3. Once you’re happy with the mockup, create a fully functional model of your idea. There are many books and kits that can help you build prototypes. If your invention costs a lot of money or is impractical to prototype, such as an oil refining process or a new pharmaceutical drug, consider computer-animated virtual prototyping.
Now that you’ve worked out all the kinks in your design, it’s finally time to file for a patent. You have to choose between two main patents: utility patents (for new processes or machines) or design patents (for creating new, non-obvious decorative designs). You can write the patent and file the application yourself, but don’t file it yourself unless you first have it reviewed by a patent professional. If the invention is really valuable, who would violate it? If you don’t have a strong patent written by a patent attorney or agent, you’ll be pulling your hair out later when a competitor discovers a flaw that allows them to copy your idea. It is better to seek legal help now to avoid legal problems in the future.
1. Do your homework. Keep your research journal, prototype and notes with you. This will save them time and money. This will help them to work with you.
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3. Ask them what their technical background is. If your invention is electrical, find a patent specialist who is also an electrical engineer.
4. Discuss fees. The focus is on small patent companies. They are cheaper and work more closely with you. Before hiring a patent specialist, agree on an estimated total cost.
Start with a business plan. How will you make money? Where will you manufacture the product? How will you sell it? Now is the time to decide whether you will develop and sell the product yourself or license the sale through another company. When you license your product, you’ll probably only get a 2-5 percent royalty. This often intimidates researchers who feel entitled to more. But consider the reverse: the financial burden of maintaining the business is not transferred. This will save you a lot of money in the long run.
It’s also important to remember that it can be a long process from the birth of an idea until you see the product on the shelf. Many inventions take years to come to fruition. Be patient and follow the steps to patent your invention and your years of hard work will finally pay off.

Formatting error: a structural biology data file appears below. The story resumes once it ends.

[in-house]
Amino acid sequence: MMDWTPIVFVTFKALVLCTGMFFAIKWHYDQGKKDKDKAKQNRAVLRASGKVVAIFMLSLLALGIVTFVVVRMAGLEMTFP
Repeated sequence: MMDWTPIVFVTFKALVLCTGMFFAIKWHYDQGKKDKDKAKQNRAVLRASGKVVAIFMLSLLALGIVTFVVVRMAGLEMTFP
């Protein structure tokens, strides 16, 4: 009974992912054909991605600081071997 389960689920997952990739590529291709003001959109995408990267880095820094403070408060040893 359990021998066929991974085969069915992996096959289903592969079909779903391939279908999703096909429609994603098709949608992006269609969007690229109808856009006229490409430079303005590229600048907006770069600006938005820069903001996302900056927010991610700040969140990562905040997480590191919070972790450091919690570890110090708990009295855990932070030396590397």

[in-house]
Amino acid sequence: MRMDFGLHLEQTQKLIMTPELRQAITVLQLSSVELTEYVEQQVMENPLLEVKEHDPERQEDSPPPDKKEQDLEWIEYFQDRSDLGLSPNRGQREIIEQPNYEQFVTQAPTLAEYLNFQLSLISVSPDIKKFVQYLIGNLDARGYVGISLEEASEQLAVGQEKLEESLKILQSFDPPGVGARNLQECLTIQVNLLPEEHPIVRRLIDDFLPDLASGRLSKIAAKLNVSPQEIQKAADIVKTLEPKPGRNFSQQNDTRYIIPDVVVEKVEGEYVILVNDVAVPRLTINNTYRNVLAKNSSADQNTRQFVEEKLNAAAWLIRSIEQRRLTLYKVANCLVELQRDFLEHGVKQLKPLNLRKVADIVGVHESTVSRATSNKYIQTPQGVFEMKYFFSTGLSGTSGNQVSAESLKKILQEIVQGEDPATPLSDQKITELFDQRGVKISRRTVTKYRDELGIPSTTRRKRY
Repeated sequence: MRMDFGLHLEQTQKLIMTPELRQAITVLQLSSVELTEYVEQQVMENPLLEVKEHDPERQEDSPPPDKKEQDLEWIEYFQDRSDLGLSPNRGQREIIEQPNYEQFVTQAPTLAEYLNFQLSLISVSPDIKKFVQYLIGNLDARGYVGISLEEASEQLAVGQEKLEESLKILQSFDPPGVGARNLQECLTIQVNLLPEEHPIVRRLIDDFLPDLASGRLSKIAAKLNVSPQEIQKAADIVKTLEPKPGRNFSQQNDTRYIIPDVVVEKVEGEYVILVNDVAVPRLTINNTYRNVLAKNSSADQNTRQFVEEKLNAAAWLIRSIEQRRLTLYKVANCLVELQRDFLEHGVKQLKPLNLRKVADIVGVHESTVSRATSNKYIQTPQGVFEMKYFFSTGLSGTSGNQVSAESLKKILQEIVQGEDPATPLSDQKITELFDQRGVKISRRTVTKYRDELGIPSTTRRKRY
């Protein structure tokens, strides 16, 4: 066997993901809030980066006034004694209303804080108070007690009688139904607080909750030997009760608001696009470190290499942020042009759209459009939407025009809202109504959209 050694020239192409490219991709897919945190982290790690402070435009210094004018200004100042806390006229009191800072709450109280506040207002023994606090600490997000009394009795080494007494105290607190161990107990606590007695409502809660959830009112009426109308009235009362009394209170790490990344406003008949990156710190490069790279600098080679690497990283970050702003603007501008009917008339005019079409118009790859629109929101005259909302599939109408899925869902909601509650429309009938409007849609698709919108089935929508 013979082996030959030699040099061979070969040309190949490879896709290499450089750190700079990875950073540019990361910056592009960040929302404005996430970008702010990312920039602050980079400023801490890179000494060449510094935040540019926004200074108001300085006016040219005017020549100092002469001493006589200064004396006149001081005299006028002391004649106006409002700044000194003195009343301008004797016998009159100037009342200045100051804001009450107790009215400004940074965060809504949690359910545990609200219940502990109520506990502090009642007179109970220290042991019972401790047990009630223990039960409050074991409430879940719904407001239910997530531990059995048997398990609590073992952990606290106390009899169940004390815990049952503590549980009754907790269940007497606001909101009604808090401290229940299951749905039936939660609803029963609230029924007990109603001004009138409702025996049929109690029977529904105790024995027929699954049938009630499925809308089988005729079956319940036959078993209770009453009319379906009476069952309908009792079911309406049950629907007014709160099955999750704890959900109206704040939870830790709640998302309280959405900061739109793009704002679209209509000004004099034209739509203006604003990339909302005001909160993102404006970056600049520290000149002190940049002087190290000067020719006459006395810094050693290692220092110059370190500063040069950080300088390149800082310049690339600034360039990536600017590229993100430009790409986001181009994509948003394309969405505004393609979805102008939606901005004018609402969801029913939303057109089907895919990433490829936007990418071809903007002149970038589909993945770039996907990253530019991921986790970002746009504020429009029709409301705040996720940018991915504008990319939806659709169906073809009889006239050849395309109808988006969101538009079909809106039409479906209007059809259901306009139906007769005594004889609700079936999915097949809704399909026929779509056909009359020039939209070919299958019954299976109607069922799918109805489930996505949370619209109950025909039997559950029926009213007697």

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With these tips, you can save time and skip the hurdles you often encounter in the ideation phase.
The Complete Idiot’s Guide To Cashing In On Your Inventions, 2nd Edition: Levy, Richard C.: 9781615640072: Amazon.com: Books
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You’re right. Maybe you’re walking around the neighborhood, building something in the yard, or raising your kids, and you suddenly come up with a new idea that makes your job easier. Sometimes you laugh because you think you can’t implement these innovative ideas and choose to ignore them.
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What you may not know is that some companies are always looking for ideas. And the money you can earn from them will surprise you.
As you can see on many feedback sites, some companies have vague details about how they handle submissions, while others provide very little information unless you contact them personally.
Make sure your innovative idea hasn’t been presented yet. So check your local market and research international markets to make sure your idea hasn’t been realized yet.
Many companies do not accept idea presentations until the inventions have been patented. The US Patent and Trademark Office can help you determine if someone else already owns the idea.
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If a company is interested in an idea and wants it